Frequently Asked Questions

The Pre-Flight Check
Last Updated 2 years ago

The pre-flight check is an essential step that cannot be overlooked, it is crucial in ensuring a safe and successful flight. Because of its importance, it's good to get in the habit of doing the pre-flight check before a flight.

The Flight Plan

Get familiarized with the surroundings in your flight area prior to commencing the pre-flight check. Be sure to be aware of any people, obstacles and other objects. It's definitely nice to have a general flight plan to be ready for any unexpected events or problems. Being able to handle these issues (if they do occur) in a safe and effective way can prevent any unwanted incidents. You are in a much safer state when you are familiar with your surroundings and prepared for any unexpected events.

The Checklist

Before Start-up and Aircraft Condition

Before turning anything on, carefully observe the entire airframe inside and out to confirm its flight-worthiness. This check extends to the control surfaces by ensuring they are intact, tightening any screws/bolts (if they are loose), securing any internal components such as the receiver and confirming the overall condition of the airframe as acceptable for flight. It is suggested to cancel the flight if any major surfaces are severely damaged, if punctures are found throughout the airframe or if any other issues are spotted until they are properly resolved. Neglecting these alarming signs will result in a dangerous and catastrophic flight.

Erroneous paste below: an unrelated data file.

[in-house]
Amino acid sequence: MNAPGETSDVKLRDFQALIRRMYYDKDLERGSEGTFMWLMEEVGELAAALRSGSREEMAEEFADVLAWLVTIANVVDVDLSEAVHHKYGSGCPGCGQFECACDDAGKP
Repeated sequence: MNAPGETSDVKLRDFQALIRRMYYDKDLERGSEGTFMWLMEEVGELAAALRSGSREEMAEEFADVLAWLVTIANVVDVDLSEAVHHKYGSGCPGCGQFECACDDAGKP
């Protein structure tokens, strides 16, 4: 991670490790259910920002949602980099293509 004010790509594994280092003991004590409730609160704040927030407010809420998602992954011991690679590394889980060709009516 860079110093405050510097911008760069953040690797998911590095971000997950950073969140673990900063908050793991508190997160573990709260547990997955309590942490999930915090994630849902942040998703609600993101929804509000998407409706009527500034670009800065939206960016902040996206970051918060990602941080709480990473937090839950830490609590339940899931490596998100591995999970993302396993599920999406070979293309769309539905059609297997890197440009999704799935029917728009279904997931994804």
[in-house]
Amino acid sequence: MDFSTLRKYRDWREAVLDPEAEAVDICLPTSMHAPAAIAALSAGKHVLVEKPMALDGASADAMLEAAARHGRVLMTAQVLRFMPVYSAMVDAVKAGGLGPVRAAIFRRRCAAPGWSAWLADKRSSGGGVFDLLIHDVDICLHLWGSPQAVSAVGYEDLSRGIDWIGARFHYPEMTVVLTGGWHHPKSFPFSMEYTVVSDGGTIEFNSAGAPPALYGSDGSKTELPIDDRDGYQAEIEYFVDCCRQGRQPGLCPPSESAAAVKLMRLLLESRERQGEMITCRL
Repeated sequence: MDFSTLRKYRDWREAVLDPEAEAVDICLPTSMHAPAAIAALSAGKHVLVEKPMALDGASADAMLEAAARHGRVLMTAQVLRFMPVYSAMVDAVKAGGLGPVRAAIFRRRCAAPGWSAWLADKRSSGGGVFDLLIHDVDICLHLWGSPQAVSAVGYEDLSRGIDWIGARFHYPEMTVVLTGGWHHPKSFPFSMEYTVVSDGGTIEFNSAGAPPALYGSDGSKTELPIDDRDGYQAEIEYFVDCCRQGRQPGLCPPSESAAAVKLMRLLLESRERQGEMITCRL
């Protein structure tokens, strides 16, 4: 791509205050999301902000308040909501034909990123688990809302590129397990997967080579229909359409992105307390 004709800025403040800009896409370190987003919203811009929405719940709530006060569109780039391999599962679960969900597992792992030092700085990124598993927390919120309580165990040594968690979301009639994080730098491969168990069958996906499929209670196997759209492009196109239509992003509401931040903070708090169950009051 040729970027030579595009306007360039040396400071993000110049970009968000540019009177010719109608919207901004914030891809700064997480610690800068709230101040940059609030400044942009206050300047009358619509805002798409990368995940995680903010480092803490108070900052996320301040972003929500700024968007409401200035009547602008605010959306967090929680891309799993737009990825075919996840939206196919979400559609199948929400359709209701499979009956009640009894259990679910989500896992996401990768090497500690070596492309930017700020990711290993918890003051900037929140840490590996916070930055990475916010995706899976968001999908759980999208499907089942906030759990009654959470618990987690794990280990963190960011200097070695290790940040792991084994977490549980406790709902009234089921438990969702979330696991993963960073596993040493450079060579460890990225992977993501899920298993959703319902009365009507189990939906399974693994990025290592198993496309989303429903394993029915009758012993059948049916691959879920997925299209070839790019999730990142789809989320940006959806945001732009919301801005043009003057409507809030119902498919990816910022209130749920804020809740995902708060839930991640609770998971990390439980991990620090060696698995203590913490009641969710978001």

The Power Plant

This step depends on whether you have a standard propeller model or a high-speed EDF jet. Remember, this is all done prior to the start-up when everything is completely off. If you have standard propeller model, make sure the propeller is tightly secured and not damaged. If a spinner is available for the model, make sure it is also secured and undamaged because it is also an important component. For an EDF jet, it is best to check the intake and exhaust section of the model for any debris, wires, or other foreign objects. Make sure the impeller is clear of such objects as it could be a big problem when power is applied.

Battery and Start-up

Prior to starting up your model be sure to have a battery ready. Remember to check the battery for a full charge prior to using it. When the model is ready to be powered on, be sure to have it secured with the propeller facing away from you. Proceed with the proper start up procedure (refer to the radio system's instruction manual for details on a proper start up). For 2.4GHz radio systems, it is common to turn on the radio system first with the throttle stick to the bottom (0%) and then the model afterwards.

Control Surfaces

Make an all-around observation of your aircraft with a focus on the control surfaces and their respective condition. With your transmitter, check to ensure all the control surfaces are responding correctly. If they are reversed, be sure to go through all the necessary steps to ensure they are corrected. If you are not sure of what to do with reversed surfaces, read our 'What can I do if my control surfaces are reversed?' guide in our 'Technical Support and Setup' knowledgebase. Also, make sure all control surfaces are either flush with their surrounding areas or trimmed/adjusted to complete a safe flight. 

Once the model is confirmed to be flight-worthy, you are ready to go!

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